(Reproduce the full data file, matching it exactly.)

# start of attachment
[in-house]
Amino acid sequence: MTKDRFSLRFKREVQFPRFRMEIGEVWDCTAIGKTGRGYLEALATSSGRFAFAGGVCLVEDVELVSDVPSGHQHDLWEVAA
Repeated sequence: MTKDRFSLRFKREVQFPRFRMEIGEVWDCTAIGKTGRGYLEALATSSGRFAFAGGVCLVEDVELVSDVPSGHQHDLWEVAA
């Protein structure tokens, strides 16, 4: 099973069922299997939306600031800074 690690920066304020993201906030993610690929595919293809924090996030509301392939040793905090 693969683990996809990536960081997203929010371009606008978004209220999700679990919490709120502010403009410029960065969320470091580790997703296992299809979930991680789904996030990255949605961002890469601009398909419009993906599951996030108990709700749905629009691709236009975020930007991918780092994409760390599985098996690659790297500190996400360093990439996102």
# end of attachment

[in-house]
Amino acid sequence: MTKDRFSLRFKREVQFPRFRMEIGEVWDCTAIGKTGRGYLEALATSSGRFAFAGGVCLVEDVELVSDVPSGHQHDLWEVAA
Repeated sequence: MTKDRFSLRFKREVQFPRFRMEIGEVWDCTAIGKTGRGYLEALATSSGRFAFAGGVCLVEDVELVSDVPSGHQHDLWEVAA
């Protein structure tokens, strides 16, 4: 099973069922299997939306600031800074 690690920066304020993201906030993610690929595919293809924090996030509301392939040793905090 693969683990996809990536960081997203929010371009606008978004209220999700679990919490709120502010403009410029960065969320470091580790997703296992299809979930991680789904996030990255949605961002890469601009398909419009993906599951996030108990709700749905629009691709236009975020930007991918780092994409760390599985098996690659790297500190996400360093990439996102």